An integral component of Szapocznikow’s practice was her mastery of new materials and techniques. Her exploration of plastic as a means of seriality could be viewed as antithetical to traditional hierarchical values of sculpture. However, she circumvented this dichotomy by deploying the language of commodity culture to create works that are unique. Thus, Szapocznikow produced most of her work in her own studio rather than outsourcing fabrication to a factory. By focusing on an intimate, tactile relationship with her mediums, she was able to push the experimental boundaries of artistic gesture, resulting in such works as the Souvenirs. On view on the gallery’s second floor, these sculptures radically integrate polyester resin, glass, wool, and photographs that capture both personal and collective histories – images ranging from a picture of Alina as a child, to a photo of a female victim of a concentration camp, to a portrait of 60s icon Twiggy. The Souvenirs suggest mementos – or memento mori – for an ambiguous new era.

The Souvenirs predict the artist’s Tumors and subsequent Fetishes, begun at the end of the 1960s and early 1970s, incorporating resin, crumpled newspaper, clothing, and other personal items, and photographs. Casting her body once again, Szapocznikow manifested the anxiety and existential challenges of illness into these forms, resulting in ‘Tear’ (1971). Composed of a single luminous breast suspended from a support of gathered lace, cast and sealed in resin, ‘Tear’ presents the fragmented body as a site of joy, fear, trauma, eroticism, and fetishism, conjuring the sanctity of a relic. These themes are reasserted in the Herbarium series, most explicitly in ‘Head of Piotr’ (1972), wherein skin-like layers of polyester resin cast from her son’s body parts are flattened and attached to polychromed wooden panels. The result evokes the Victorian practice of pressing flowers and calls to mind the combined ecstasy and abjectness of the Shroud of Turin.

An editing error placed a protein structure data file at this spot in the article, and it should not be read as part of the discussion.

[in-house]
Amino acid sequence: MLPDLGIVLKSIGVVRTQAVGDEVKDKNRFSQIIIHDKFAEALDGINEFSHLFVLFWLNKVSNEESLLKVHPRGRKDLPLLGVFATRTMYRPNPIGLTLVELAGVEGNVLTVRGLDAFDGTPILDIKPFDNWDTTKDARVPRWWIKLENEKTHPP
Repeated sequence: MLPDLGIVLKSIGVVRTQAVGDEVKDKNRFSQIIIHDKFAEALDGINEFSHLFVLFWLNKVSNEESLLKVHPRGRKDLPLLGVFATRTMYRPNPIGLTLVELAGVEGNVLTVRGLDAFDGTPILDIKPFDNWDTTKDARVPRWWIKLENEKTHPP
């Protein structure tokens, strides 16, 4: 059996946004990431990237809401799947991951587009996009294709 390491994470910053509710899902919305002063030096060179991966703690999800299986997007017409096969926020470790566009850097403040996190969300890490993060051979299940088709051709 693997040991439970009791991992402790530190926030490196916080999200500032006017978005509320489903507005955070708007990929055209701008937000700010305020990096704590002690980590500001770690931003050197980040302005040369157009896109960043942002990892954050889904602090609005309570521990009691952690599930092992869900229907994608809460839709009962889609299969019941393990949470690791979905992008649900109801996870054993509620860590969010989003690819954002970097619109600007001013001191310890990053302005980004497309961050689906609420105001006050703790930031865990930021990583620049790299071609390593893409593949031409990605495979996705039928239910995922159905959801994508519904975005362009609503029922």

Szapocznikow’s final works express her pointed desire to engage with something deeper and ineffable, physical and psychological, the symptoms of bodily experiences and the traces of what we leave behind. This desire is summoned in her 1971 self-portrait made of resin and gauze, a compelling prefiguration of her own death mask that poetically indices one of her earliest body casts. She wrote, ‘Despite everything, I persist in trying to fix in resin the traces of our body: I am convinced that of all the manifestations of the ephemeral, the human body is the most vulnerable, the only source of all joy, all suffering, and all truth.’

‘To Exalt the Ephemeral: Alina Szapocznikow, 1962-1972’ is accompanied by a publication featuring essays by Margot Norton and Pavel Pyś.

Two historical films featuring the artist and her work, will be on view at the gallery during hours of operation.

Born in Poland to a Jewish family in 1926, Alina Szapocznikow survived internment in concentration camps during the Holocaust as a teenager. Immediately after the war, she moved first to Prague and then to Paris, studying sculpture at the École des Beaux-Arts. In 1951, suffering from tuberculosis, she returned to Poland, where she expanded her practice. When the Polish government loosened controls over creative freedom following Stalin’s death in 1952, Szapocznikow jumped into representation. By the 1960s, she was radically re-conceptualizing sculpture as an intimate record not only of her memory but also of her own body. Szapocznikow was diagnosed with breast cancer in 1969, a turn of events that shaped her later sculptural and photographic efforts. She died in Paris in 1973.

Image: Alina Szapocznikow, Cendrier de Célibataire I (The Bachelor‘s Ashtray I) 1972 – Coloured polyester resin and cigarette butts – 11.5 x 12.5 x 11 cm / 4 1/2 x 4 7/8 x 4 3/8 in – © ADAGP, Paris – Courtesy the Estate of Alina Szapocznikow / Piotr Stanislawski / Galerie Loevenbruck, Paris / and Hauser & Wirth – Photo: Fabrice Gousset